Cognitive disorders can seriously affect those who are afflicted with them. You cannot be discriminated against because of your cognitive disorder, as they are protected under the Americans with Disabilities Act (ADA). However, the ADA does not provide a specific definition for what it considers to be a cognitive disability. Since different people define cognitive disabilities differently, it can be difficult to determine exactly which conditions fall into that category. The following information will help define cognitive disabilities and how they related to the work world and disability benefits.
A cognitive disability is any disorder that severely affects your ability to acquire knowledge and understand it through thought, experiences, and senses. So, any condition that impacts your ability to learn and process information, remember it, communicate it, or use it in another way can be considered a cognitive disability. Many factors can contribute to the onset of a cognitive disability, including genetics, injury, physical illness, mental illness, substance abuse, or medication use.
Many conditions that can be considered cognitive disabilities. Some of the most common include:
The ADA provides protection for any condition that severely affects someone’s life in some way. This means that an employer may not discriminate against you by refusing to hire you, demoting you, refusing to promote you, or terminating your employment because of your disability. If you can perform the main duties of your job despite your cognitive disability, your job, or your ability to get hired for it, should be safe.
If you believe that you were discriminated against because of your cognitive disorder, you can take action and file a claim under the ADA. If you choose to take this route, it is best to consult with a disability lawyer who can help you develop your case.
If your cognitive disability is so severe that you can no longer work, you can apply for disability benefits through the Social Security Administration (SSA). The following information will help you determine if you qualify for these benefits and, if so, how to apply for them.
Before you begin your application for disability benefits, you first need to determine if you are eligible for SSI, which is based on financial need or SSDI. Regardless of which program you apply for; you will need to provide sufficient medical evidence to back up your claim. Some types of helpful evidence include medical records, test results, and testimonials from people who know you well and have first-hand knowledge of how your condition negatively affects you. Since there is a wide range of cognitive disabilities that all have different symptoms, the more information you can provide to the SSA, the better your chances of having your claim accepted will be.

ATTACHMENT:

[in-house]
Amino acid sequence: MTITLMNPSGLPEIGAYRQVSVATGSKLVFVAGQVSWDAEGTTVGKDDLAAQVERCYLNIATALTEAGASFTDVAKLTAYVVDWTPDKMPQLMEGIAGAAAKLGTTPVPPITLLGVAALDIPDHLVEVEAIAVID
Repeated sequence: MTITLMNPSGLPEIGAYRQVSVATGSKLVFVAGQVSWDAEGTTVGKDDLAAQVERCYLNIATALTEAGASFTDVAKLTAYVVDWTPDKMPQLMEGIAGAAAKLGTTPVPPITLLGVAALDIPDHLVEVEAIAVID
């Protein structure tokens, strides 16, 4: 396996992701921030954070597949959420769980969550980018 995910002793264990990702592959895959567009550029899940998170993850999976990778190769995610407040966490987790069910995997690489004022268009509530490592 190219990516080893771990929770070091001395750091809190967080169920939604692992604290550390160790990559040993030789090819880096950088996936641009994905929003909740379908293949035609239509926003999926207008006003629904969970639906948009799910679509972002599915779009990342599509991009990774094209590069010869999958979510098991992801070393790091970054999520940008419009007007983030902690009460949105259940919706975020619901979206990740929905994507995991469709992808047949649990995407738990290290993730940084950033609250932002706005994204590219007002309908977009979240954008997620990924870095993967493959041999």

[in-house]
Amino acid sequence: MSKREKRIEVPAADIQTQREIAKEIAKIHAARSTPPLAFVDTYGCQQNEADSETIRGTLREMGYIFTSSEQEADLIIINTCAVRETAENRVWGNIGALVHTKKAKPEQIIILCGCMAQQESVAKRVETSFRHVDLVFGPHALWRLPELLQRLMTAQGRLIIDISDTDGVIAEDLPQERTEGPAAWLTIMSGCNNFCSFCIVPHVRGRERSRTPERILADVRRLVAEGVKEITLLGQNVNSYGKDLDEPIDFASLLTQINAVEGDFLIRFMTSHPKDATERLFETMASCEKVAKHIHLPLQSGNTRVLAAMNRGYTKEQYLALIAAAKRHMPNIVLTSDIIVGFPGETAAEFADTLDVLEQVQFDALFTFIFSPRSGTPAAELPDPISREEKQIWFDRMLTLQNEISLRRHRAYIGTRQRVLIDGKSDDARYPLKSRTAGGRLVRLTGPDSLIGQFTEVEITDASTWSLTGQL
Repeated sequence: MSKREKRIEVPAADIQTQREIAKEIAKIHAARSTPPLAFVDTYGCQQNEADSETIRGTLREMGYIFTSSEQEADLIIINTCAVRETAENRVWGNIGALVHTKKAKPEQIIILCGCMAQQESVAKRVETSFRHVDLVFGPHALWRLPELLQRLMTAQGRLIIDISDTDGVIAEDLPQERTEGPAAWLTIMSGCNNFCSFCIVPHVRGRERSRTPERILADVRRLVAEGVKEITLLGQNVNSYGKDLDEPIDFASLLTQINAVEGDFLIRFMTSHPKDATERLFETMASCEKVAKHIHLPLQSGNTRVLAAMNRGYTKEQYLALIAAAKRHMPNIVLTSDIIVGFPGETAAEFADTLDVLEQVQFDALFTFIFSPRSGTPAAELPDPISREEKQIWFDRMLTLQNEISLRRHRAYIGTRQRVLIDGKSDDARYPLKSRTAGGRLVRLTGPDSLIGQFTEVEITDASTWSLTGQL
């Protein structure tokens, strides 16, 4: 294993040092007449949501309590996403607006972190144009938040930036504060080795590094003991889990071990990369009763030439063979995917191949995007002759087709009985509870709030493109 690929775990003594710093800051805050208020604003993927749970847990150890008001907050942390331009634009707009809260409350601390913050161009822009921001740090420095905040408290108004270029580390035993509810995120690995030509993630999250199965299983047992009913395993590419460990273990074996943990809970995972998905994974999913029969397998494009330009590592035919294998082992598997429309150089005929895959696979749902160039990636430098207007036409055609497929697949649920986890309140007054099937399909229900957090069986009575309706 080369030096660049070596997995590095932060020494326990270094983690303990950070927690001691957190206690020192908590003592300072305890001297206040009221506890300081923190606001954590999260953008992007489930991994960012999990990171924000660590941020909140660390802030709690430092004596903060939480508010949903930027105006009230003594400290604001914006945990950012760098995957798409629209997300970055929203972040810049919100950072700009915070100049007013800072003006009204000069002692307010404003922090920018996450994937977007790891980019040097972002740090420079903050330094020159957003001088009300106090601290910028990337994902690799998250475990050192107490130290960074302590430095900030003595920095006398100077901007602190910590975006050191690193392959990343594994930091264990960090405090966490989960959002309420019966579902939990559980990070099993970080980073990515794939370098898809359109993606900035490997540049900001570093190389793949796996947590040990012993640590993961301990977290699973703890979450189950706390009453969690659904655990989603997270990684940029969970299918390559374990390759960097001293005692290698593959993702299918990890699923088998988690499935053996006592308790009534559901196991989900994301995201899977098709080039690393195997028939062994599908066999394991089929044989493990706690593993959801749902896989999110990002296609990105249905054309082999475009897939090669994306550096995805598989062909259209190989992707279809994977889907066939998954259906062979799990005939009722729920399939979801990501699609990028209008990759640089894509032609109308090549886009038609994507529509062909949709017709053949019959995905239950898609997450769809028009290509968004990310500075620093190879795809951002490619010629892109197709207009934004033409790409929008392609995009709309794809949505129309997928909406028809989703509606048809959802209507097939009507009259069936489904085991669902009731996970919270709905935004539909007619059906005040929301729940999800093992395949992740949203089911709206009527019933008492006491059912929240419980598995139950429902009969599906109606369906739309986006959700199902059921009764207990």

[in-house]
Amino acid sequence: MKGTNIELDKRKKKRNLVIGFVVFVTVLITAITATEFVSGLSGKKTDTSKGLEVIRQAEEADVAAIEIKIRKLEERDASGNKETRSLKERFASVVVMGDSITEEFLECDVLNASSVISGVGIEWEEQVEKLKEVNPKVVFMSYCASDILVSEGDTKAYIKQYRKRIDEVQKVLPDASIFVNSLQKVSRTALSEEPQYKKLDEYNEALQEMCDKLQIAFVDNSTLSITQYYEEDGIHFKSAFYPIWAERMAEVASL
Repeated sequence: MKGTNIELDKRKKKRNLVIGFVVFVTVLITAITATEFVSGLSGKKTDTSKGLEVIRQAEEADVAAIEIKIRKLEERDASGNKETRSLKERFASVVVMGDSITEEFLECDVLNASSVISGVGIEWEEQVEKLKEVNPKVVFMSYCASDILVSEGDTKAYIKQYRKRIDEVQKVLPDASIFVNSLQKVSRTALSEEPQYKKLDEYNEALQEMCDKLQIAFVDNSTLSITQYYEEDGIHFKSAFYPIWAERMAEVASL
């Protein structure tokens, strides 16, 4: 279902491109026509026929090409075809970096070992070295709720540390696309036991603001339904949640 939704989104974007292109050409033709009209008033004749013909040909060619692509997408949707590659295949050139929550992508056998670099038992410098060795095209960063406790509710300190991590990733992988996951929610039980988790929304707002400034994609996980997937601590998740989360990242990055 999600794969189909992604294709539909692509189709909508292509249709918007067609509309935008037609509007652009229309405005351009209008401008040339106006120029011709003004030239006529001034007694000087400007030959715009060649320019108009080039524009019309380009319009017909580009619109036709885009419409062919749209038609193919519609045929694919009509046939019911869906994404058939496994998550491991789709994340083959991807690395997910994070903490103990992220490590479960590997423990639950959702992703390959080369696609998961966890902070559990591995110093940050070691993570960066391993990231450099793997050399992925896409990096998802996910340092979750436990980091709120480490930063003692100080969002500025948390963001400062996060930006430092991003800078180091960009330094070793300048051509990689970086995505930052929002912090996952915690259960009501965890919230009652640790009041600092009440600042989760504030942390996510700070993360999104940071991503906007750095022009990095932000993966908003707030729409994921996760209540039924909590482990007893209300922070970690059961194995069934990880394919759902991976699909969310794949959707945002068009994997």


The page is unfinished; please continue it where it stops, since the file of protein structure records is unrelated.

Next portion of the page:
After you submit your application, The SSA will review your case. The examiner assigned to your case will look for evidence that you have a reduced capacity for learning instructions, concentrating, understanding and retaining instructions. The examiner will also consider your ability to function in social settings and how well you get along with other people. The examiner will also assess your ability to complete work-related functions such as maintaining a consistent work schedule.
The SSA will determine your eligibility for benefits based on the information you provide to them. So, it is imperative that you give them complete information that specifically details all the aspects of your condition. It can be helpful to keep a daily diary of your condition where you can notate the severity of your symptoms and how they affect your daily life. It is also important that you always cooperate with the SSA every step of the way. Return their correspondence in a timely manner and answer all their questions honestly and completely. Also, be willing to submit to any tests the SSA requests you have.
Most disability claims are denied the first time they are submitted, particularly those for cognitive disorders. Cognitive disorders are hard to provide evidence for and prove. If your claim is denied, you can appeal the decision. If you choose to appeal, it is a wise idea to consult with a qualified disability attorney who can help you through the process. If possible, seek out an attorney who has experience with disability claims for people with cognitive disabilities.